Innovations aimed at improving efficiency and increasing the quality of care for patients drive many fields in medicine, perhaps none to a greater degree than eye care. Many ophthalmologists are attracted to the specialty for this very reason. Although technological advances may be appealing, the coding and reimbursement system surrounding them can be convoluted and difficult to comprehend. This bureaucracy can have the unfortunate effect of discouraging ophthalmologists and the surgery centers where they operate from trying a new product, even if it could be of benefit to their patients. Indeed, several novel approaches to ophthalmic drug delivery are currently available for use under pass-through status yet remain untried in many practices.
In this article, my goal is to demystify how pass-through payments work and explain the benefits that they offer in hopes of increasing patient access to innovative therapies.
Pass-Through Status in Ophthalmology
Several ophthalmic products currently have or are expected soon to receive pass-through status:
- midria. For the first time in relation to a new drug, CMS extended pass-through status for this product after it had expired. Pass-through status for Omidria (phenylephrine 1% and ketorolac 0.3% injection, Omeros) has now been extended through October 1, 2020 (HCPCS code: C9447).
- Dexycu. CMS conferred pass-through status on Dexycu (dexamethasone intraocular suspension, EyePoint Pharmaceuticals) and assigned the product a HCPCS code (J1095) that went into effect in October 2018. The product entered the US market in March.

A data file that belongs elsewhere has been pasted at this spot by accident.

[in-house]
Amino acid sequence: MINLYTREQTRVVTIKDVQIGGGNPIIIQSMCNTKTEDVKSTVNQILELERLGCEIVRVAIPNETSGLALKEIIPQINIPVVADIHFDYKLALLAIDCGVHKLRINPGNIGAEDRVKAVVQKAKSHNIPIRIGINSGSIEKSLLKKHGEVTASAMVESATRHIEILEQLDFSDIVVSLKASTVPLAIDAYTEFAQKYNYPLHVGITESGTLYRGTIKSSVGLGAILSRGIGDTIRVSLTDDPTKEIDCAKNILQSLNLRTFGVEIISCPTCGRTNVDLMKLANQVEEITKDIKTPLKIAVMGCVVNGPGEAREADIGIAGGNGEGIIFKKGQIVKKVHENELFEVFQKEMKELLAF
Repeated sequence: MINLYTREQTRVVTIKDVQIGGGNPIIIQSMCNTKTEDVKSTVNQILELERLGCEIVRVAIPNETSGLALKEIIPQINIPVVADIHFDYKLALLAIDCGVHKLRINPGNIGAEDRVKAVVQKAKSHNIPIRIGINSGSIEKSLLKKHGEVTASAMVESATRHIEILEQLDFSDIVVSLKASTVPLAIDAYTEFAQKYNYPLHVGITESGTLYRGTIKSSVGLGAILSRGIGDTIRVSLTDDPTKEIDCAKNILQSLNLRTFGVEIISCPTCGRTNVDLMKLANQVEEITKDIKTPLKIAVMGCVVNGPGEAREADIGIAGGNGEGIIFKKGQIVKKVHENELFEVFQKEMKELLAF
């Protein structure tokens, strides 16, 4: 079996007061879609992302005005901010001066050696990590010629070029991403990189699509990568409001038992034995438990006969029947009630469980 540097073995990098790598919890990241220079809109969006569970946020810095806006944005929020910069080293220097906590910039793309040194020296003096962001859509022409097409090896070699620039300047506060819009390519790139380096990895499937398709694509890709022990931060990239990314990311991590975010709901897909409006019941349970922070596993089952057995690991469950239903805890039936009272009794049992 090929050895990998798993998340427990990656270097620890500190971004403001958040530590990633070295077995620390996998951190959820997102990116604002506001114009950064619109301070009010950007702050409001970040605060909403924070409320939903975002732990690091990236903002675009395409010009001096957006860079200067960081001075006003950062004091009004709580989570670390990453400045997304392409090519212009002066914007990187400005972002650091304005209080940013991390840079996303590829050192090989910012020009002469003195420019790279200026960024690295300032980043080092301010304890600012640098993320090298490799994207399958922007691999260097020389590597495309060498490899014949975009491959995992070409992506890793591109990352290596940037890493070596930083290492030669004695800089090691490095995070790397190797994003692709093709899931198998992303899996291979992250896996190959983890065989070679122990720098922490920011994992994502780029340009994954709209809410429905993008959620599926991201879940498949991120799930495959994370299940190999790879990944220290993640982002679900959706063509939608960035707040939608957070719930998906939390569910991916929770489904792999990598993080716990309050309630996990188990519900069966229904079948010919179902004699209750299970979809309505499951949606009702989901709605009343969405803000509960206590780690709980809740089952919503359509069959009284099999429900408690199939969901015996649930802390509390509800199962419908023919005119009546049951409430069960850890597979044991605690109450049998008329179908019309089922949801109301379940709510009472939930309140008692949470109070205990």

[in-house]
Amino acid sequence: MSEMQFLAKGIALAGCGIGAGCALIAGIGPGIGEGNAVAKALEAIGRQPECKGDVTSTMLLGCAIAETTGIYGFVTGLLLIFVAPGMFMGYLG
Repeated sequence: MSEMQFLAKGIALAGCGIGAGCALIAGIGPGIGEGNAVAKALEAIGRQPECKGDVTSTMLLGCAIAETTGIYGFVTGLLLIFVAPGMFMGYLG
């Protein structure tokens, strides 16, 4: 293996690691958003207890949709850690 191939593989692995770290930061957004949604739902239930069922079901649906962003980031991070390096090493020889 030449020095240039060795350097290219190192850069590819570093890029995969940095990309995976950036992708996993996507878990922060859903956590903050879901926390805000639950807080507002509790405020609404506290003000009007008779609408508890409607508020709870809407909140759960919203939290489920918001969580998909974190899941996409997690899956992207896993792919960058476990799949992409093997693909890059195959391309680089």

- Dextenza. CMS approved transitional pass-through payment status for Dextenza (dexymethasone ophthalmic insert, Ocular Therapeutix) and assigned a HSPCS code (C9048) that will become effective July 1. CMS has included Dextenza on its list of products preliminarily recommended for a dedicated HCPSC J-code, which would become effective January 1, if approved.
Among products for which pass-through status has expired is Mitosol (mitomycin 0.2 mg, Mobius Therapeutics).
WHY CONGRESS ACTED
Transitional pass-through status has been in place since early 2000. The Social Security Act 1833(t)(6) specified that transitional pass-through payments would be “provided for certain new drugs, devices and biological agents that were not paid for as a hospital outpatient department service, and whose cost is ‘not insignificant’ in relation to the payment for the procedures or services associated with it.”
The provision is intended to encourage the use of newly FDA-approved medical devices, drugs, and biologics across all fields of medicine and to boost Medicare patients’ access to these innovative therapies by temporarily paying more than established facility fees. CMS establishes the initial payment for the new device or drug based on a complex formula, which establishes a floor price above which the product must be priced. Reimbursement is then based on this price. For example, for pharmaceuticals that have pass-through status, payment is made at wholesale acquisition cost plus 6%, which essentially equals average sales price plus 6%, until pass-through status expires.
Each year, CMS estimates how much Medicare will spend on transitional pass-through devices, drugs, and biologics in the coming year and sets aside that amount to cover payments through the year. In other words, the money is allocated up front, and the question is then whether physicians, ambulatory surgery centers (ASCs), and hospital outpatient departments will find value in using the products designated for these pass-through payments.